Protestants generally trace their separation from the Roman Catholic Church to the 1500s, which is sometimes called the magisterial Reformation because it initially proposed numerous radical revisions of the doctrinal standards of the Roman Catholic Church - called the magisterium.

Hundreds of Protestants were pursued and forced to languish in appalling conditions in jail while waiting examination or execution. No thought was even given for pregnant women, many of whom gave birth in squalid conditions with both mothers and babies dying in the company of odious criminals. There were eminent Christians in their number too: the Archbishop of Canterbury, several Bishops, dozens of clergymen and scholars – none were spared. Those who were lucky were able to escape abroad to France and beyond.

Toward the end of October 1554, a Bible-reading was taking place in the home of one Dirick Carver, a brewer from Brighthelmstone (now Brighton) with John Launder, Thomas Iveson and William Veisey. Under the command of Sir Edward Gage, the High Sheriff of Sussex, the four men were arrested at prayer. It was a short matter of time before they were brought before the court of Bonner, the Bishop of London in Newgate, London. They were kept there until 8 June 1855.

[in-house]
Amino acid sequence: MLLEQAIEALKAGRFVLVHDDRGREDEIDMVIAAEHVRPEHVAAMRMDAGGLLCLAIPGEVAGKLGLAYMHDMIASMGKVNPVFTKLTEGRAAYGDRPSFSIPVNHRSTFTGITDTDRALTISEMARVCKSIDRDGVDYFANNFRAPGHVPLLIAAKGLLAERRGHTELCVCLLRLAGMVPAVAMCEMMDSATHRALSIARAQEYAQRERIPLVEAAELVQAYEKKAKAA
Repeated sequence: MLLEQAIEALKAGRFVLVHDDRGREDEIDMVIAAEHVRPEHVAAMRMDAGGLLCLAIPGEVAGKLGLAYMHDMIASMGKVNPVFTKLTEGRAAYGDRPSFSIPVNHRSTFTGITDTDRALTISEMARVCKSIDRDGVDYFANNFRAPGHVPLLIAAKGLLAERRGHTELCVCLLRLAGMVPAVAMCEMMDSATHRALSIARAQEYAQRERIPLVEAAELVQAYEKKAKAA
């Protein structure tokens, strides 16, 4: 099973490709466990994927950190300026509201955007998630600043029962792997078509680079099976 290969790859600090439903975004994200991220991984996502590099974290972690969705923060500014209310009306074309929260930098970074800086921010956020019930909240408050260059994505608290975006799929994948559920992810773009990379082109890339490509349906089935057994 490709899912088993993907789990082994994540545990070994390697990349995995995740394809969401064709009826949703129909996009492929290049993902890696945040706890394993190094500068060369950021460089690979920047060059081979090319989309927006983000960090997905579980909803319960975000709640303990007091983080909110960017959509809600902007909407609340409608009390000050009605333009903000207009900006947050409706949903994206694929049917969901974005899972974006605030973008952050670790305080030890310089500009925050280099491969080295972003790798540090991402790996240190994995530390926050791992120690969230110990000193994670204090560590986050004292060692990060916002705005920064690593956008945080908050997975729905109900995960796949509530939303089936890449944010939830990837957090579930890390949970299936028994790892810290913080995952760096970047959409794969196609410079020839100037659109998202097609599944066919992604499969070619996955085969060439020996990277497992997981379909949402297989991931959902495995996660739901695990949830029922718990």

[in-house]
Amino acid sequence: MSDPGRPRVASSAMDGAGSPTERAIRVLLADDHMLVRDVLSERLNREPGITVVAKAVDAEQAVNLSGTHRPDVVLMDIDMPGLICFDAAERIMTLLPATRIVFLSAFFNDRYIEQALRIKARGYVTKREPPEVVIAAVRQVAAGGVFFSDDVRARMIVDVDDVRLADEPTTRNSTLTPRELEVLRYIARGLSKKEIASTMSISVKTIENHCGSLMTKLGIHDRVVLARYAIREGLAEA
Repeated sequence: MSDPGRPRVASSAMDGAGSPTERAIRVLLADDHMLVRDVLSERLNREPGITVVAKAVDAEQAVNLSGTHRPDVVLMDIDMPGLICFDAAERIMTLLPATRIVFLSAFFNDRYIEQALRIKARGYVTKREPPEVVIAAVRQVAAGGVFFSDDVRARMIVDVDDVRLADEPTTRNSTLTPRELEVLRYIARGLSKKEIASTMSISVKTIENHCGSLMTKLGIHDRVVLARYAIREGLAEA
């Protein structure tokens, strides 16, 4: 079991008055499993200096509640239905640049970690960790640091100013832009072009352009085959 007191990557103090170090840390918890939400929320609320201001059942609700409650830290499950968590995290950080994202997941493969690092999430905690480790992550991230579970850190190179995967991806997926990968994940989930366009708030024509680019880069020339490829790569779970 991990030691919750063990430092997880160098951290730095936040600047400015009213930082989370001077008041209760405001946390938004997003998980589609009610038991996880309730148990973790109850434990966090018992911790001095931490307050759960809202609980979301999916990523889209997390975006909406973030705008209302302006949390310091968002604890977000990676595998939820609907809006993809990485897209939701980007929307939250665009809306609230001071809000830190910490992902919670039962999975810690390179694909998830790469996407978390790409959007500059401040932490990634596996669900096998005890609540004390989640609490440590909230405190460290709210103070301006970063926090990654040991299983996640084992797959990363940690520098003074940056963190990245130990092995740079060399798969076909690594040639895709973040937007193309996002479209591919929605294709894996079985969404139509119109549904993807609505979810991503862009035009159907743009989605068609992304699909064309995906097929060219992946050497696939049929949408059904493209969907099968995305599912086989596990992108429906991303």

After forced confessions were signed, their fate was sealed.

On 22 July 1555, Dirick Carver, was taken by his Catholic persecutors, to Lewes town centre to be burned outside of the Old Star Inn, where the Town Hall currently stands. His Bible was taken from him and thrown into a barrel on the pyre. The crowd called to him, pleading God to strengthen his resolve and his faith. He knelt down and prayed, but was then forced to climb into the barrel too.

Carver took his Bible and threw it into the surrounding crowd. His final words were: “Lord have mercy upon me, for unto thee I commend my spirit and my soul doth rejoice in thee!” His Bible was preserved and is on display in Lewes Museum today. Clear evidence of his blood splattered on the pages of Judges, Zephaniah and Ruth is a graphic reminder of his physical ordeal.

On 6 June 1556, a further number of Protestants were taken to their flaming deaths in Lewes. Thos Harland, John Oswold, Thos Avington and Thos Reed had all spent a great deal of time in prison, and still rejected the Mass and refused to go to a church where the language was one they would not understand.